3. Ditch the gym — yup, you heard that right! 

Maybe that free personal training session was just the confirmation you needed to know you can’t stand treadmills and will be ditching the gym for good. Don’t think you’re off the hook that easily! Lauren, a junior at the University of Texas, Austin, used to have to force herself to go to the gym. “I eventually decided to stop making mundane gym trips and start doing things I actually liked,” she says. When you stop forcing it, the rest will come naturally. Pick your poison: whether it’s kickboxing, Zumba, or even just treading water in the pool with friends, find something that makes exercise feel less like a workout and more like a fun break from the rest of your day.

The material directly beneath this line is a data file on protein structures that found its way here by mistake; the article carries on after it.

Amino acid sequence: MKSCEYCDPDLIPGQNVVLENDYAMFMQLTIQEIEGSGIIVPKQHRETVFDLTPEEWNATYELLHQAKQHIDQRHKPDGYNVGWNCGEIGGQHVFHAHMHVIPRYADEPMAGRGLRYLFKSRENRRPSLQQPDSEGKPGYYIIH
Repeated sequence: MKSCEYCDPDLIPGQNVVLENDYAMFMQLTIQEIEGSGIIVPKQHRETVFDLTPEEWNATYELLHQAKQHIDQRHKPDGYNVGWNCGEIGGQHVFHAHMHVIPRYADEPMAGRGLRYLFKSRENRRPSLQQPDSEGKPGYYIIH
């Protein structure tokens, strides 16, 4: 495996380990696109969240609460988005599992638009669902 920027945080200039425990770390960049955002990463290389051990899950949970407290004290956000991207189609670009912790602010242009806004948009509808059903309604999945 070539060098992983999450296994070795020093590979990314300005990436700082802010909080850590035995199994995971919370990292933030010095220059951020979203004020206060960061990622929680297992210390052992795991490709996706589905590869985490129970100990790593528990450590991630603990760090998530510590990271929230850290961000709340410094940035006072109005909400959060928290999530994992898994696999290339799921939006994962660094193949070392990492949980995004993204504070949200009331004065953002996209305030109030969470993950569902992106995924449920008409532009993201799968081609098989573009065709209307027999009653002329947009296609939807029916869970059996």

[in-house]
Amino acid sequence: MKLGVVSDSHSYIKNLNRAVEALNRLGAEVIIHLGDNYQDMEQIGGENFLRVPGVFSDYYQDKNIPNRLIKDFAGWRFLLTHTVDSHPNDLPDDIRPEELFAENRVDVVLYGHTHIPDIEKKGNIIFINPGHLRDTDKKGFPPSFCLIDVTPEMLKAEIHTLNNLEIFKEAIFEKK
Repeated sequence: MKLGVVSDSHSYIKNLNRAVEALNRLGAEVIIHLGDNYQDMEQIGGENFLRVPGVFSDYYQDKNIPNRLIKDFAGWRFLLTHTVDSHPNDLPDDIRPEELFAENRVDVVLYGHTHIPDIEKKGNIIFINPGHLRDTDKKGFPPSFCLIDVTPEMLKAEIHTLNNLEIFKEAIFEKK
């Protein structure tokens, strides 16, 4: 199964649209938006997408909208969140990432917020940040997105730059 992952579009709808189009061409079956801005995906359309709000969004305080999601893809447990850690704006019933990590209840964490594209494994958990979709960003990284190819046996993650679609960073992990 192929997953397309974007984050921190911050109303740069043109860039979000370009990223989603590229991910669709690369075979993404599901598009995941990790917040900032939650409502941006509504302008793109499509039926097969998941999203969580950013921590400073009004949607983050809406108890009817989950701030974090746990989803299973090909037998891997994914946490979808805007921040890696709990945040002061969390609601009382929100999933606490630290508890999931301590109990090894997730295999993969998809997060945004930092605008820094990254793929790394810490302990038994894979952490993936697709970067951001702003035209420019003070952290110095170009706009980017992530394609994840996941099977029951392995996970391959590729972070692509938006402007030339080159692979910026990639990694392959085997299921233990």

4. Recruit a workout buddy

Getting yourself motivated is half the battle — try finding someone else to motivate you! And in return, you’ll do the same for them. Katie, a senior at Winona State University, could never stick to a workout regimen. This time, she recruited a workout buddy and began putting gym dates with her roommate into her schedule. “She’s definitely been my motivator,” Katie says. “We push each other to learn exercises, run faster, and get out of bed to go to the gym.”

Ludwig suggests enlisting a friend for a positive influence and a little friendly competition. “Sometimes a friendly wager is fun with a friend,” she says. “Whoever loses five pounds first has to take the other one out to lunch — a healthy lunch.”

5. Pencil it in